Alberta officials were let off the hook by Canada's provincial court from presenting solid scientific evidence justifying lockdown as an effective means to contain the COVID-19 virus.

Pastor James Coates and GraceLife Church in Edmonton, Alberta, Canada have been making the headlines for the past weeks. Coates was sent to jail for holding worship services and was forced to stay longer for refusing "to sign an agreement to stop pastoring his church according to the congregation's beliefs," states Justice Centre, the legal team representing the pastor and his church.

Coates' trial is set on May 3rd and the Justice Centre for Constitutional Freedoms had challenged the constitutionality and legality of Alberta's restriction orders to justify the imprisonment of a faith leader and the fencing of a church property.

"After 13 months of violating Charter freedoms, the Alberta government refuses to present evidence in support of lockdowns in court, and unfortunately the courts have permitted the government to delay facing accountability in regard to Charter violations," said Justice Centre President John Carpay in a statement on Friday.

"The Alberta government supposedly has enough medical and scientific evidence to shut down hundreds of small businesses, pushing many of them into bankruptcy, and to cancel over 20,000 medically necessary surgeries, and to force Albertans into a third lockdown. But when asked to produce this medical and scientific evidence at trial, the Alberta government declares itself incapable of doing so," he added.

Justice Centre further explained that the "Charter" challenge to Dr. Hinshaw's orders has been filed in December 2020, but due to delays on the part of government attorneys, the challenge will have to be slated at a later date.

Meantime, the Justice Centre will focus on Pastor Coates' trial on May 3. In his defense, their statement said that constitutional rights were violated like the freedom of religion, freedom of expression, freedom of peaceful assembly, freedom of association, and arbitrary detention. These violations of multiple Charter rights are enough reasons for the Court to dismiss the Public Health Act charge against Pastor Coates, the Justice Centre argued.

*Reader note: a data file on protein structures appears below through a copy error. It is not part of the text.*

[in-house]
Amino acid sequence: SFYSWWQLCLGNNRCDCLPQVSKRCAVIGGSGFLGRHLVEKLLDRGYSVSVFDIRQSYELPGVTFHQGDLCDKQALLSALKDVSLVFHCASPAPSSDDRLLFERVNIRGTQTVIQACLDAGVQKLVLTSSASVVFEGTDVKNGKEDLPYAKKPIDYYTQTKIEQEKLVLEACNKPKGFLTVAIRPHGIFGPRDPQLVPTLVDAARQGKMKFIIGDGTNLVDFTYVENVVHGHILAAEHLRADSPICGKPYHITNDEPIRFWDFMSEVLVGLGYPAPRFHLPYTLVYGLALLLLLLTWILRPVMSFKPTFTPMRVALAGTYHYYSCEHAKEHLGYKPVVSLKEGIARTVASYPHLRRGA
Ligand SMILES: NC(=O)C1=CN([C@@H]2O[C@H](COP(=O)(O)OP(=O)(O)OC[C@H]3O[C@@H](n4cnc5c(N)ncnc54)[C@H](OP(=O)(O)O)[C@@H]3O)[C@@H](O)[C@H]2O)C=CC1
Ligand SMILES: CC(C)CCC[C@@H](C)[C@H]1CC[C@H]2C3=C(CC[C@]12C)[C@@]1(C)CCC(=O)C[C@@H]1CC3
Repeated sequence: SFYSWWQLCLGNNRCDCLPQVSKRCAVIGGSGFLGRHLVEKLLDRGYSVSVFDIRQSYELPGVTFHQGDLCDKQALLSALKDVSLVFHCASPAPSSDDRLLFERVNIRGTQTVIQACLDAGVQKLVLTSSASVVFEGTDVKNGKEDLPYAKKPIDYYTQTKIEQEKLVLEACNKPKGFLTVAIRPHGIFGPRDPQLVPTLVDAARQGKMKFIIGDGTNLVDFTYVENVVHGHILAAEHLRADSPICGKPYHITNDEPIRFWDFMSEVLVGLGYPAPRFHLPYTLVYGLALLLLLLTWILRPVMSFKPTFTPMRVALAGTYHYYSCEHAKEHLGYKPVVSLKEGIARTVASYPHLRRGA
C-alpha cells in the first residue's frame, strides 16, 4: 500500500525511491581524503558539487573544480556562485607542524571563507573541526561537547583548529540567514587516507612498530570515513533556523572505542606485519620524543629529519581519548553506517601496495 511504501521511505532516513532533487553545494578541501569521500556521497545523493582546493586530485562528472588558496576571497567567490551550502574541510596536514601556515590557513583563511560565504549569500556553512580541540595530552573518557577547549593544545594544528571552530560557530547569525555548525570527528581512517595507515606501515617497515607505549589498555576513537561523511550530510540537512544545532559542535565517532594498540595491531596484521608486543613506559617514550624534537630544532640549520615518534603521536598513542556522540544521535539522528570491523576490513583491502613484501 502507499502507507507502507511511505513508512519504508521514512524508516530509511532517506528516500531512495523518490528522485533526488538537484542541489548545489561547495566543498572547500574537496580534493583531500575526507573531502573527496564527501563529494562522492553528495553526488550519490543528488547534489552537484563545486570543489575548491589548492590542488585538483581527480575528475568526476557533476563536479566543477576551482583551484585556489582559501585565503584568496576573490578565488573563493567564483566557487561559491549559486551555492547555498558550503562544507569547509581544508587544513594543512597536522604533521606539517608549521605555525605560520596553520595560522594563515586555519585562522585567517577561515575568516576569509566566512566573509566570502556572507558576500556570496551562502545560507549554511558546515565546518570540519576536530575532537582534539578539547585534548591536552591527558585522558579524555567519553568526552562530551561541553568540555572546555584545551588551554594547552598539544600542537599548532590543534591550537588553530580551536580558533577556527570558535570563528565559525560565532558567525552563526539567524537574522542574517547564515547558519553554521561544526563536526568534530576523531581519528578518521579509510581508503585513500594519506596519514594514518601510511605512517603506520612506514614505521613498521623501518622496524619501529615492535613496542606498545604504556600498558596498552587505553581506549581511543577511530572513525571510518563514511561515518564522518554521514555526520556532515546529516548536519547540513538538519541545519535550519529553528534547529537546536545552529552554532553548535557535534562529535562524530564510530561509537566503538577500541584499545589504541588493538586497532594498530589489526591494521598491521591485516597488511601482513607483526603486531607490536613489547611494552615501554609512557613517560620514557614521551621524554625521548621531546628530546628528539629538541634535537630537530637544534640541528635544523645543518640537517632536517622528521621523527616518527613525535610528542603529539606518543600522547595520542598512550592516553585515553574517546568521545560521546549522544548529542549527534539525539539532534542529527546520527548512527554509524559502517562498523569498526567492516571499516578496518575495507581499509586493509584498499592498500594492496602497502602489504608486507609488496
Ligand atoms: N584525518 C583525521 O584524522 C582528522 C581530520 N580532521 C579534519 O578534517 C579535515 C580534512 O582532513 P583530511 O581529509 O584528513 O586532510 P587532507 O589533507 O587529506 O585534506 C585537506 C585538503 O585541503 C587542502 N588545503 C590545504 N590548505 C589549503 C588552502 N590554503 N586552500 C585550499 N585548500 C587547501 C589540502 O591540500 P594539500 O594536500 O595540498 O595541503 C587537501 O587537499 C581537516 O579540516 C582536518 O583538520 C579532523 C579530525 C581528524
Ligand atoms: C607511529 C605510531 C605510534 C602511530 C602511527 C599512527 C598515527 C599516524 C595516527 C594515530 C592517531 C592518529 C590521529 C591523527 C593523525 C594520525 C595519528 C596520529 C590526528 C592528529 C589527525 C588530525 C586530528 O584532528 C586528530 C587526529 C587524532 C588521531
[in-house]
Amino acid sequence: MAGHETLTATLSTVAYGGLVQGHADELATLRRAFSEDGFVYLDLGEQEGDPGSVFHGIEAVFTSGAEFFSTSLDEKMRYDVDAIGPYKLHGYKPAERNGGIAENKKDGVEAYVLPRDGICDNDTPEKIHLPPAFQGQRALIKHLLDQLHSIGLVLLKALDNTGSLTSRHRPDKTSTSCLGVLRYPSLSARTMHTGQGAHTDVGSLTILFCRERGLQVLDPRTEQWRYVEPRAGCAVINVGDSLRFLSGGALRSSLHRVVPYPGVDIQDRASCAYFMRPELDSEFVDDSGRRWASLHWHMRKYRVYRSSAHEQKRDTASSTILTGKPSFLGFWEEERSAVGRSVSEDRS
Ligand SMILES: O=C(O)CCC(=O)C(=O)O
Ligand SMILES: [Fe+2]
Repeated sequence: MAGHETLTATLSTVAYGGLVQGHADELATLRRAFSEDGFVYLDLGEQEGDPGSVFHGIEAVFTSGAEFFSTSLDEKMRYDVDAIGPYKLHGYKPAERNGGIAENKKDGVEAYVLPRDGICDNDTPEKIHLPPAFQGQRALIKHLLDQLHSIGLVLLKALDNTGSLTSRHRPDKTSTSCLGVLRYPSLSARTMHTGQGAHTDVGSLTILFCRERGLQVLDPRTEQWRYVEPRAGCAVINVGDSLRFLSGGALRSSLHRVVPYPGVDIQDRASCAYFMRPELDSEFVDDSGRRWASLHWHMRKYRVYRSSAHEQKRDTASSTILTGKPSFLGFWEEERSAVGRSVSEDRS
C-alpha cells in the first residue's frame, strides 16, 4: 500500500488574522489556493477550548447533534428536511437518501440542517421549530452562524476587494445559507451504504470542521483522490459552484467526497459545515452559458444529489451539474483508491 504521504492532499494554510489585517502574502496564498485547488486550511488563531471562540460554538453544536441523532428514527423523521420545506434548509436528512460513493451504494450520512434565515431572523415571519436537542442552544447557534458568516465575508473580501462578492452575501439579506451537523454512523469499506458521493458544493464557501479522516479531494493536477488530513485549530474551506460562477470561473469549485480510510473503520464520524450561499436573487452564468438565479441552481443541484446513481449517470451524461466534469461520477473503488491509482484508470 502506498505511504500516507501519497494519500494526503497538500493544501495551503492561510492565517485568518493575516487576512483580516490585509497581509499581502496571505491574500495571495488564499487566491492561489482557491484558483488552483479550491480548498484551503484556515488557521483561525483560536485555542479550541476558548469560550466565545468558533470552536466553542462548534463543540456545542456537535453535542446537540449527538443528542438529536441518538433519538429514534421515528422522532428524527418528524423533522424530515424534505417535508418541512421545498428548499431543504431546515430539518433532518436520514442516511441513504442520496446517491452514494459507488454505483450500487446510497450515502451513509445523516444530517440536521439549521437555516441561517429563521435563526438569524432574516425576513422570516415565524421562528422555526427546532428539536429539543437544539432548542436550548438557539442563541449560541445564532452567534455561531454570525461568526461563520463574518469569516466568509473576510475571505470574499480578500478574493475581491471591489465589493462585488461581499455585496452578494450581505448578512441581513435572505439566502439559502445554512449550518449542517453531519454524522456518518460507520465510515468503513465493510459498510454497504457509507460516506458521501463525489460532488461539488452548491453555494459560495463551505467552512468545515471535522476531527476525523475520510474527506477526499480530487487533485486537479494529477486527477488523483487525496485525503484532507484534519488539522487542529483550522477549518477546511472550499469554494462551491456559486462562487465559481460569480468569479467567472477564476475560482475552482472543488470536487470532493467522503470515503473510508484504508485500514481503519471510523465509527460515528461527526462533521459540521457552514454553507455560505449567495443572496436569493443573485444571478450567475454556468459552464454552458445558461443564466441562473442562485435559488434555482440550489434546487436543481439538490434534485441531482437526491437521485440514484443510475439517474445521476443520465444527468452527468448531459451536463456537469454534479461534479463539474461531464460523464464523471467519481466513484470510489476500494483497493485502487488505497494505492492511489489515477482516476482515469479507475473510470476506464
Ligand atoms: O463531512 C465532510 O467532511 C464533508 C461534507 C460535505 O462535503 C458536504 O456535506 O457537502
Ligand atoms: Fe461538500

According to the Christian Post, officials have resorted to tough measures against Coates and GraceLife for repeatedly ignoring public health guidelines like wearing masks and physical distancing during their in-house worship services. The Royal Canadian Mounted Police were also dispatched to physically close the church.

"With COVID-19 cases increasing and the more easily-transmitted and potentially more severe variants becoming dominant, there is urgent need to minimize spread to protect all Albertans," AHS told The Epoch Times.

In February, GraceLife said in a statement that they have been livestreaming their services and were law abiding throughout the first months of the government imposed guidelines. Their return to normal gatherings beginning on June 21, 2020 was after the public health emergency ended.

"We did so recognizing COVID-19 was much less severe than the government had initially projected," the statement said.

The church asserts that they have also done significant amount of research including talks with both doctors and frontline health workers. Their findings brought them to the conclusion that prolonged lockdowns are ineffective in mitigating the virus and that its projected 'threat' was only a smokescreen to strip people of their civil liberties.

"By the time the so-called "pandemic" is over, if it is ever permitted to be over, Albertans will be utterly reliant on government, instead of free, prosperous, and independent," declared the statement.